Hundreds of Palestinians in east Jerusalem set tires and garbage bins ablaze on Tuesday and hurled rocks at Israeli riot police, who responded with rubber bullets and tear gas. The heaviest clashes in months broke out as an American envoy abruptly canceled a visit, deepening a U.S.-Israeli diplomatic feud.
The violence spread from Arab neighborhood to Arab neighborhood across the eastern side of the volatile city.
CBS Radio News correspondent Richard Berger reports that the violence erupted after Hamas called a "day of rage" to protest Israel's consecration of an ancient synagogue in Jerusalem's Old City.
Palestinians clashed with Israeli forces throughout the day. In one incident, youths hoisted a giant Palestinian flag and shouted, "We shall die and Palestine shall live."
Thousands of police, including anti-riot units armed with assault rifles, stun grenades and batons, were deployed across east Jerusalem in anticipation of the unrest.
Palestinian medics said 10 people were seriously wounded, five from rubber bullets. Israeli police said 15 security men suffered light wounds, including one man wounded by gunfire. About 60 protesters were arrested.
"They are donkeys and dwarfs!" a woman screamed as riot police and plainclothes security men hauled away a handcuffed, hooded youth. Police pinned the youth to the ground, setting muzzled Doberman pinschers near them as the young man shrieked in panic.
Palestinian merchants in east Jerusalem shuttered their stores in solidarity with the protests, and Palestinian schools in the city were closed. Small clashes also took place in several West Bank towns.
The diplomatic dispute with the U.S. was sparked by Israel's announcement last week of plans for 1,600 apartments in east Jerusalem, which undercut a visit by Vice President Joe Biden aimed at bolstering peace talks. Palestinians claim that sector of the city for a future capital. Israel claims all of the holy city as its eternal capital.
The announcement enraged Palestinians, who have threatened to bow out of U.S.-brokered peace talks that were supposed to begin in the coming days. The Obama administration has angrily demanded that Israel call off the project.
Foreign Minister Avigdor Lieberman told Israel Radio on Tuesday that demands to halt construction "are unreasonable." He predicted the row with the U.S. would blow over.
But Washington notified Israel that its special Mideast envoy, George Mitchell, had indefinitely put off his trip to the region.
Secretary of State Hillary Rodham Clinton said Tuesday that Israel with actions, but she brushed aside suggestions U.S.-Israeli relations are in crisis and reaffirmed America's steadfast commitment to its security.
In a statement, Prime Minister Benjamin Netanyahu's spokesman Mark Regev said, "Israel's government has proved over the past year its commitment to peace, in words and in deeds," noting Netanyahu's acceptance of the creation of a Palestinian state and the "removal of hundreds of roadblocks and checkpoints" in the West Bank.
Clinton said U.S. and Israeli officials are in intense talks about how to repair the damage caused by Israel's announcement.
"We are engaged in very active consultations with the Israelis over steps that we think would demonstrate the requisite commitment to the process," she told a State Department news conference. She did not say when Mitchell would return to the region.
Netanyahu ordered his ministers and spokespeople not to talk to the media about the construction in east Jerusalem. However, Interior Minister Eli Yishai, whose office issued the order for the new homes, agreed to discuss other issues in an interview with The Associated Press.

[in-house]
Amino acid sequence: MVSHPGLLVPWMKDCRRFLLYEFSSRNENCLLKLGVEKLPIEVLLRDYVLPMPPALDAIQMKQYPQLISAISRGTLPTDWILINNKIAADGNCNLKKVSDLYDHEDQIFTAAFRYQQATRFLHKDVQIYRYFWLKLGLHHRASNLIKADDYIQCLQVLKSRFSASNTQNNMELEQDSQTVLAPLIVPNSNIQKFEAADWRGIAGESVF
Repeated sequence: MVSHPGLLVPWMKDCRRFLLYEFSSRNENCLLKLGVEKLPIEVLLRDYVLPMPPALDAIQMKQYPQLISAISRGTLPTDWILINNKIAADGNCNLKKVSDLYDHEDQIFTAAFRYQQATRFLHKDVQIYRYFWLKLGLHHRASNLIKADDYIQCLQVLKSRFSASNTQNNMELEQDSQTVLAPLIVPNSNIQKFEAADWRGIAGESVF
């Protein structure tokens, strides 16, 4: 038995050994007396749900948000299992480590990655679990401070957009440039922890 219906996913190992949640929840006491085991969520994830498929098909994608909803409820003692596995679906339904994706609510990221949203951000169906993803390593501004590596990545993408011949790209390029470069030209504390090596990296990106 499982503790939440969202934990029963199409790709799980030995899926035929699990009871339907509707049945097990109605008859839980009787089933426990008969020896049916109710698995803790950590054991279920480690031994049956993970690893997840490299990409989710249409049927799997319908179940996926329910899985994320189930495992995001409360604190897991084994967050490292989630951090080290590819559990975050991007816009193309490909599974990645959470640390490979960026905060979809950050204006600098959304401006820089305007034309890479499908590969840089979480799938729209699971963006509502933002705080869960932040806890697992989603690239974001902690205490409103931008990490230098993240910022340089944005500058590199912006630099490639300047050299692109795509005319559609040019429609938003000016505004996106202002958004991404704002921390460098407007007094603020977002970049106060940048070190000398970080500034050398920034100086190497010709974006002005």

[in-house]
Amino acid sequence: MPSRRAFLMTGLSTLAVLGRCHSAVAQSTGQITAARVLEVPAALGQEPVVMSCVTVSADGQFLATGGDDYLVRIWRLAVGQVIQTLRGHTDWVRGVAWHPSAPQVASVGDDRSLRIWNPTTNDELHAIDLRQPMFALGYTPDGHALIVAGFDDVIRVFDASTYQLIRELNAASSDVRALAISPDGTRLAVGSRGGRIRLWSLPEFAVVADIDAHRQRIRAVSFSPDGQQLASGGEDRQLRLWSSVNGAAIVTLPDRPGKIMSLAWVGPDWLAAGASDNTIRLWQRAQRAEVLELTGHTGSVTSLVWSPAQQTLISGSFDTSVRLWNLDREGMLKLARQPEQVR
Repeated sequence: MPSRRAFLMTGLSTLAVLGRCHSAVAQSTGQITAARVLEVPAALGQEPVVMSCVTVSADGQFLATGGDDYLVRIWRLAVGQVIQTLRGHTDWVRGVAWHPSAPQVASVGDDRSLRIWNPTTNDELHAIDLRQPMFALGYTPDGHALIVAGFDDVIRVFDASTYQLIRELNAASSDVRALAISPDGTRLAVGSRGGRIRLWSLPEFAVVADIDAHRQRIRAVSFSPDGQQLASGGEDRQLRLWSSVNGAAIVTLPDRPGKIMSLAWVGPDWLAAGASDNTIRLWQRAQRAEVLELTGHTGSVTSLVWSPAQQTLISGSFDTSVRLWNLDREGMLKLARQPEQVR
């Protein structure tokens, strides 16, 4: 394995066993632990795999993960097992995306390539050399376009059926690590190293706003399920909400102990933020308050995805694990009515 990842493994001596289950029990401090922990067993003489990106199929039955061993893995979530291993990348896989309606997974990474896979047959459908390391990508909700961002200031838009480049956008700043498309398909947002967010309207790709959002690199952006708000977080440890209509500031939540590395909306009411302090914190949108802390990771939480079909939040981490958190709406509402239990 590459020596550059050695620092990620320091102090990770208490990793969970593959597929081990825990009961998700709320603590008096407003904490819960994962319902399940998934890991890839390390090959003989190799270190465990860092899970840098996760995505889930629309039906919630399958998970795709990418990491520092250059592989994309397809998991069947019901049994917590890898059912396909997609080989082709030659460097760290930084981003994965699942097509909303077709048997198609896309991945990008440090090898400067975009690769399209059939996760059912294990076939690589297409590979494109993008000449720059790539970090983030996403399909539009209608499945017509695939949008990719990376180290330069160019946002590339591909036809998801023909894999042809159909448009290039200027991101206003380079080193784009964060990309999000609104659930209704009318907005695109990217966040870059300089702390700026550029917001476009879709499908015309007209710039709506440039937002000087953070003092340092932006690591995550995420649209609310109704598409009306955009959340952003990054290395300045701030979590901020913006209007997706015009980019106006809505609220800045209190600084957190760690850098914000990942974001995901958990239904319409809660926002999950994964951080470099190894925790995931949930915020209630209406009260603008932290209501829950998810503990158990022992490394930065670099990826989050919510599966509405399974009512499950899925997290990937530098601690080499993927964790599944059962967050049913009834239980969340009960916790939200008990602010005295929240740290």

Yishai said he hoped the tensions with the Palestinians will calm down. "The riots are not appropriate. There are people who are interested in provoking unrest and inflaming the region," he said.
He also expressed regret over the dispute with Washington and said Israel was taking unspecified "measures" to defuse the situation. But an aide poked an AP reporter in the back when he asked about the contentious construction plan, and Yishai abruptly ended the interview.
Netanyahu has apologized for the timing of the project's approval, but has not said it would be canceled.
The feud is feeding already high tension in east Jerusalem, where Jews and Palestinians live together uneasily.
Palestinian officials had called on the public to defend Muslim religious interests in Jerusalem after the rededication Monday of a historic synagogue in the Jewish quarter of the Old City. The rededication has stoked rumors that Jewish extremists are planning to take over the hilltop shrine at the crux of the Israeli-Palestinian conflict.
But the unrest appears to reflect a deeper frustration over the yearlong standstill in peace efforts.
"Jerusalem is witnessing the largest Jewish projects aimed at swallowing the city," said Hatem Abdel Qader, an adviser on Jerusalem affairs to Palestinian President Mahmoud Abbas. "This strong reaction from the Palestinian street sends a message to the Israelis that we will not accept that."
Israel annexed east Jerusalem after capturing it from Jordan in the 1967 Mideast war. But the international community does not recognize the annexation and considers the Jewish neighborhoods in east Jerusalem to be illegal settlements. Some 180,000 Jews now live in a ring of Israeli neighborhoods in east Jerusalem, alongside 250,000 Palestinians in Arab neighborhoods.
In the Gaza Strip, the Islamic militant Hamas group held a rally to protest what it claimed was an assault on Muslim holy places in Jerusalem.
"We address a message to our brothers in the West Bank: 'Go out for resistance and uprising,"' said Deputy Parliament speaker Ahmad al-Bahar.